Runner-up: Riëtte Wolting
June 21st, 2013
The hottest day of the summer so far was drawing to a close. The old window was difficult to open but finally relented; slowly but surely the humid heat vanished, replaced by a soft breeze.
I had returned but the room seemed to have remained the same while I was gone.
The endless amount of scribbled upon papers and books intermingled with issues of BLEND magazine were still scattered throughout the room. His homely sense of disarray gave the place an impression of softness and even the crooked old wooden floor seemed to welcome me back.
Staring at the mantelpiece I discovered a small hairpin, at least a tiny part of me had lingered.
Stretching out on the couch, I attempted to somehow escape the humidity and nerves by imitating feline laziness. Needless to say it didn’t work.
My worries were reflected in the gusts of wind now ruffling the pages throughout the room. The window will be a dead giveaway; he’ll know I’m here.
Know I am here to finally admit.
Admit that all the endless wandering has turned into something like cheap wine: tasteless and with a slightly bitter aftertaste.
Admit that the people truly seem mindless in comparison, conversations lackluster and superficial.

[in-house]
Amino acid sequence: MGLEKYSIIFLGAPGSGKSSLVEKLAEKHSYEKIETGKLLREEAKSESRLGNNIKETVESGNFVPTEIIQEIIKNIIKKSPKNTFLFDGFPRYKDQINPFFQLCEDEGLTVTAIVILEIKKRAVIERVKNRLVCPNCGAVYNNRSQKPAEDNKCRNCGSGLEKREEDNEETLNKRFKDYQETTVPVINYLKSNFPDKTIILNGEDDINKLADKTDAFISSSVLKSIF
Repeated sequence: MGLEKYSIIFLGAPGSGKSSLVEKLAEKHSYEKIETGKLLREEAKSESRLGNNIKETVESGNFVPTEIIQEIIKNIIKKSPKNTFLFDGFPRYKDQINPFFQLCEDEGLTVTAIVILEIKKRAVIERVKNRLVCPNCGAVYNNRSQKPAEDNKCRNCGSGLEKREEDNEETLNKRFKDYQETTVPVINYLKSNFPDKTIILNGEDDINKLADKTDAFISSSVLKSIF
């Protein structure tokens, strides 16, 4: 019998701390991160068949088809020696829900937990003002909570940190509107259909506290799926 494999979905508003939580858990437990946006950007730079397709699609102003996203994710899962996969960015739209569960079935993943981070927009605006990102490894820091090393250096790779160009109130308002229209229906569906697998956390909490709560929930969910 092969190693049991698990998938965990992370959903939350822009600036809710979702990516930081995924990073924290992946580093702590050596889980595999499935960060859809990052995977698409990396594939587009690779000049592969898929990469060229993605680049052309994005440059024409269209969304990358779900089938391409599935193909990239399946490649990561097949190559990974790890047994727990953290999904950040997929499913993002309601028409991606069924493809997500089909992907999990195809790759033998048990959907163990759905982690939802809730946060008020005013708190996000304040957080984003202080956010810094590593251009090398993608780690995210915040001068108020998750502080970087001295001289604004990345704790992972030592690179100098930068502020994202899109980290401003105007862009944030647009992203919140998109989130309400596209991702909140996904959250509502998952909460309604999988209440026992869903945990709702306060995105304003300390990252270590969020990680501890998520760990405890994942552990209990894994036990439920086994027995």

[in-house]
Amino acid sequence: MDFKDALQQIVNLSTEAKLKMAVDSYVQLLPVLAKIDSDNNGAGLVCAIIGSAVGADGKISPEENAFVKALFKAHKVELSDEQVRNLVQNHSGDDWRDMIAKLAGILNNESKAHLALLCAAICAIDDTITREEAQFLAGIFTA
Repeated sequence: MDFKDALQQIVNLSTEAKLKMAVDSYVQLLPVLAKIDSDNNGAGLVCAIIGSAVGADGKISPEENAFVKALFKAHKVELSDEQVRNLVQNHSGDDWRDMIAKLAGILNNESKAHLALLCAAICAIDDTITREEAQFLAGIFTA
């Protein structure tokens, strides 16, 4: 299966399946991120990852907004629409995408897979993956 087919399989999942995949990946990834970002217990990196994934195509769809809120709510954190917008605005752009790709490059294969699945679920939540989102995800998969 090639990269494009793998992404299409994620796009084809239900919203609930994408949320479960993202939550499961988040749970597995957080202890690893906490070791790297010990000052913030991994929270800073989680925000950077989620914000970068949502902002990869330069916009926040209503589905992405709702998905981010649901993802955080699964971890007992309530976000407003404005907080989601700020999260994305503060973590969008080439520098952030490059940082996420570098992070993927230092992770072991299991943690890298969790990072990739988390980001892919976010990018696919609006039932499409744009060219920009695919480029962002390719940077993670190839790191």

Admit that I had run out of places to run to.
The room suddenly seemed stifling, holding its breath for what to come.
The door creaked and there he stood staring at me.
Words were rushing to the front but none of them were right. What does one say at such a time? Apologies and regrets suddenly seem forlorn and out of place. You feel like an idiot for wanting to ask, “am I still..?” “are we still..?”
It started to pour. The droplets attacked the open window, sprinkling the nearest pieces of paper with dark dots and drenching the windowsill.
The most peculiar smell floated from the garden below.
“It’s called Petrichor” I blurted out, breaking the silence while clenching my hands in the soft Guy Vernes shirt I had stolen from his closet.
“The scent I mean, it’s a combination of ‘petra’ meaning stone and ‘ichor’ the fluid that flows in the veins of the gods in Greek mythology. You only smell it after a long dry spell, it’s rare…” my voice trailed away as I looked at his face.
His eyes had crinkled in a smile as he looked at the shirt I was wearing. I had not failed to notice the irony of wearing his favorite shirt from the Ulysses collection when I grabbed it from his shelf.
He slowly muttered, “You do know that James Joyce once said that the longest way round is the shortest way home?”
I nodded slowly unclenching my hands from the fabric as I walked into his arms.